When to Harvest Beaked Hazelnut

Beaked hazelnut image by http://www.forestryimages.org/browse/detail.cfm?imgnum=1208100


Beaked hazelnut is a nut that is found primarily along the shores of Wisconsin. The nut grows on a bush that flowers in April and May. Beaked hazelnut bushes can grow as tall as 12 feet high. This makes it an excellent choice for privacy control. It also makes a great ground cover to protect against soil erosion. Beaked hazelnut likes growing in a sunny location but can tolerate some degree of shade. The plant is an important source of food for wildlife.

Harvsting Hazelnuts

Step 1

Plant your beaked hazelnut with the intentions of getting a full harvest in the ninth year of growth. It takes hazelnuts many years to fully develop into a mature bush with a good harvest. The bushes may begin to produce nuts by the fourth year but there will not be as many nuts on the plants as in later years.

Step 2

Begin harvesting the nuts as early as July. Most of the harvest will not be ready until August and September. Begin checking the nuts for signs of the husks opening. Nuts will be ready to pick when the husks open and they can be broken apart. For some hazelnuts, the husks will be moist and green, but the husks in beaked hazelnut will turn brown and dry.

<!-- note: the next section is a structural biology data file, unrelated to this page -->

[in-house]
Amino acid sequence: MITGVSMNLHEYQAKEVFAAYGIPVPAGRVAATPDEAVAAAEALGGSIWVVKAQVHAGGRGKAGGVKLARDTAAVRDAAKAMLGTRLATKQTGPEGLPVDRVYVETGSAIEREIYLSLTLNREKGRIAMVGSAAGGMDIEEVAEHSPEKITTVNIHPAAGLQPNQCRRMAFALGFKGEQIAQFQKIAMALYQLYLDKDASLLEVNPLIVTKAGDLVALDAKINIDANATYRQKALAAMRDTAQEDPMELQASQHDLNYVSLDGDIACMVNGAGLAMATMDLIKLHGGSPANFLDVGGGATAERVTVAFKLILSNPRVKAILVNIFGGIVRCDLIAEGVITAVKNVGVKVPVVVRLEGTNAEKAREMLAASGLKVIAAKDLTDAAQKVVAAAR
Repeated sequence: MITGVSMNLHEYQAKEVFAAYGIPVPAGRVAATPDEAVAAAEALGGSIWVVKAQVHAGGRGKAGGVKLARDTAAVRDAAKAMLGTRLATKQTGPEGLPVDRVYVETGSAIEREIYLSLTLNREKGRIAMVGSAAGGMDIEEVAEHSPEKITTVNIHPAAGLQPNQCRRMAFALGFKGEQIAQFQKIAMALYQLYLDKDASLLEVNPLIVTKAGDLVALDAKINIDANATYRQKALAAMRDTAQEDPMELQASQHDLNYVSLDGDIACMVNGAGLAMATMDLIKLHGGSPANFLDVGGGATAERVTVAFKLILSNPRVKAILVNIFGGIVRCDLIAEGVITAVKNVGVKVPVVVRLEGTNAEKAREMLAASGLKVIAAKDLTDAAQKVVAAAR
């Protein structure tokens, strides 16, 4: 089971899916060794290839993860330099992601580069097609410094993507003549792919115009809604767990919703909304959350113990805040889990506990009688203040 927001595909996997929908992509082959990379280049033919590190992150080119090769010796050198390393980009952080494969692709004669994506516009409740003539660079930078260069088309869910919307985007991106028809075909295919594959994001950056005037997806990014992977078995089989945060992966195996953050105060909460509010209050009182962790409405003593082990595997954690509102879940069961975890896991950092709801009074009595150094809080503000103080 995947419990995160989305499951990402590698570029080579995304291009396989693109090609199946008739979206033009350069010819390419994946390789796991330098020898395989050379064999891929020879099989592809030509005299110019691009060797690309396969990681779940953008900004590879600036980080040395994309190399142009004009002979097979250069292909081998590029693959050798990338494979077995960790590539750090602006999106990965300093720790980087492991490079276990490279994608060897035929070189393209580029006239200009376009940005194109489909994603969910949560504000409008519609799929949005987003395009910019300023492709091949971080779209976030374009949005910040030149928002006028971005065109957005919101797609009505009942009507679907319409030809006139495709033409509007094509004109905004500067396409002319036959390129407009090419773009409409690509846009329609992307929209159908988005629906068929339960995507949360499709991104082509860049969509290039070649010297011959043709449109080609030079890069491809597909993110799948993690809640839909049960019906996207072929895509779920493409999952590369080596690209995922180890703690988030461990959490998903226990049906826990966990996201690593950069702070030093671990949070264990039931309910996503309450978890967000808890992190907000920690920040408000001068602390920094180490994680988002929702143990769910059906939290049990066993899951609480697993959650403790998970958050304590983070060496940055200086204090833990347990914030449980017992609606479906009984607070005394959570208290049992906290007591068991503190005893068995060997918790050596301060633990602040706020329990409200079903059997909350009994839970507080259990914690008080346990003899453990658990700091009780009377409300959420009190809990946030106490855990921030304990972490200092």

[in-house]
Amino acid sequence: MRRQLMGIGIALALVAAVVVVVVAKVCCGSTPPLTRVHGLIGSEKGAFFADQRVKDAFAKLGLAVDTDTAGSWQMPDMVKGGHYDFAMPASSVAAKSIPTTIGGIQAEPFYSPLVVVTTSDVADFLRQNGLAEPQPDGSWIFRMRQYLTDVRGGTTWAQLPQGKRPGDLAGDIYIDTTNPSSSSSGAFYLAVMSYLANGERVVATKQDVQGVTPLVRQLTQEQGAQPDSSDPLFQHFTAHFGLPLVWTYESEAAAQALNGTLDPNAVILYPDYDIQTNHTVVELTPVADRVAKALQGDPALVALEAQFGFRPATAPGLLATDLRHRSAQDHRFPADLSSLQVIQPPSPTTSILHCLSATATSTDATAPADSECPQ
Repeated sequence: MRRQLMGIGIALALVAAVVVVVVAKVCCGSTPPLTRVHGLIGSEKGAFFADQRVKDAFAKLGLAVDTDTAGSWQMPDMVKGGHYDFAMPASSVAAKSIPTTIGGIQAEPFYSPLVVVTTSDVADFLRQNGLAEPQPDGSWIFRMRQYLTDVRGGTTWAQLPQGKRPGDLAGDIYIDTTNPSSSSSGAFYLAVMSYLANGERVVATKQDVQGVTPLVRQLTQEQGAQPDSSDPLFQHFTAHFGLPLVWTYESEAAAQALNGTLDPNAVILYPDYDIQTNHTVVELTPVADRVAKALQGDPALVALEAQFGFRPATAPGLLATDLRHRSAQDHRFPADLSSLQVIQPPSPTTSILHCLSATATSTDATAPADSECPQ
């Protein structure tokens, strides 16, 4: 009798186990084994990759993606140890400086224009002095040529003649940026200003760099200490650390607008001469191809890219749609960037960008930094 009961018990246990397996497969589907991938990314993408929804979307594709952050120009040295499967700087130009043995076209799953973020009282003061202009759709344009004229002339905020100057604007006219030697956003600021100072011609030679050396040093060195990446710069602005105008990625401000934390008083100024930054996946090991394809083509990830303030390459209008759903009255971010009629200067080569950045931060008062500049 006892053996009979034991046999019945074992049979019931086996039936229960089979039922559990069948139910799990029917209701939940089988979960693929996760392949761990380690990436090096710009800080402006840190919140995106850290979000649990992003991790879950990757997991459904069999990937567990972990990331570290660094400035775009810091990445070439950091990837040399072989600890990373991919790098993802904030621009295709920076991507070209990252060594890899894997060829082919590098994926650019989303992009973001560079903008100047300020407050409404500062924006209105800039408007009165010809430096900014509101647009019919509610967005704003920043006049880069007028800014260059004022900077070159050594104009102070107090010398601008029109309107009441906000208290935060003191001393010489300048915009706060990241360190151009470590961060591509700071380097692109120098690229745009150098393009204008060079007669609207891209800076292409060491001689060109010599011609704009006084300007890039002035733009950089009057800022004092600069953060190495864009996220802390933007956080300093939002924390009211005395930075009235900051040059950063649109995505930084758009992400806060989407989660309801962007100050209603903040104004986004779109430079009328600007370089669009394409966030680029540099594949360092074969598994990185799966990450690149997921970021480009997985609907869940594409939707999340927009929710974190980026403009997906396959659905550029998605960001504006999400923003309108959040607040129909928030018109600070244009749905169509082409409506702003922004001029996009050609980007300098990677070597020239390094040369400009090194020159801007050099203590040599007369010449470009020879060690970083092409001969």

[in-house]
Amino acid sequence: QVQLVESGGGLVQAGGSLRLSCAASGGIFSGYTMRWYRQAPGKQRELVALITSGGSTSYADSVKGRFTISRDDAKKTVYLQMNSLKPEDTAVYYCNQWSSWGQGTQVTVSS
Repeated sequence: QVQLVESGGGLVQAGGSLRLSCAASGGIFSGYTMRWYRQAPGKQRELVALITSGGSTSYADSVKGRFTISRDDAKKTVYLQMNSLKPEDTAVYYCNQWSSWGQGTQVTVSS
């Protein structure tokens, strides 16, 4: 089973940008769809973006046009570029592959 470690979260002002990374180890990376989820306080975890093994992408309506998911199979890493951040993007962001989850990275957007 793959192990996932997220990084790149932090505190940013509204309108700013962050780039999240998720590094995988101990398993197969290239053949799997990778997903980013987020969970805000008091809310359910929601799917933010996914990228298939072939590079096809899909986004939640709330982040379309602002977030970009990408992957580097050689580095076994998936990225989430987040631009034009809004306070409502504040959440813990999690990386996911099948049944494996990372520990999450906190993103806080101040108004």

Step 3

Harvest the nuts by hand as soon as they become ready. A blueberry harvester can also pick the nuts off the bushes by straddling the plants and pulling the clusters. If nuts are not harvested as soon as they are mature they will be picked off by animals such as squirrels. Place nuts in a cool, dry place until they have completely dried.

Step 4

Cut the beaked hazelnut bushes back down to the ground in their 12th year. It will only take 3-4 years for the bushes to regrow and start production again.

Things You'll Need

  • Hazelnut bushes
  • Basket


  • University of Wisconsin
  • Beaked hazelnut
  • Hazelnut harvest
Keywords: harvesting hazelnut, beaked hazelnut, caring for beaked hazelnut

About this Author

Melody Dawn has been writing since 2004. Her work has appeared in the "Gainesville Times," "Player's Press" and USA Today. Her writing focuses on gardening, home improvement, travel, sports, business, parenting and education. Dawn holds a Master of Business and is working on a Master of Journalism.

Photo by: http://www.forestryimages.org/browse/detail.cfm?imgnum=1208100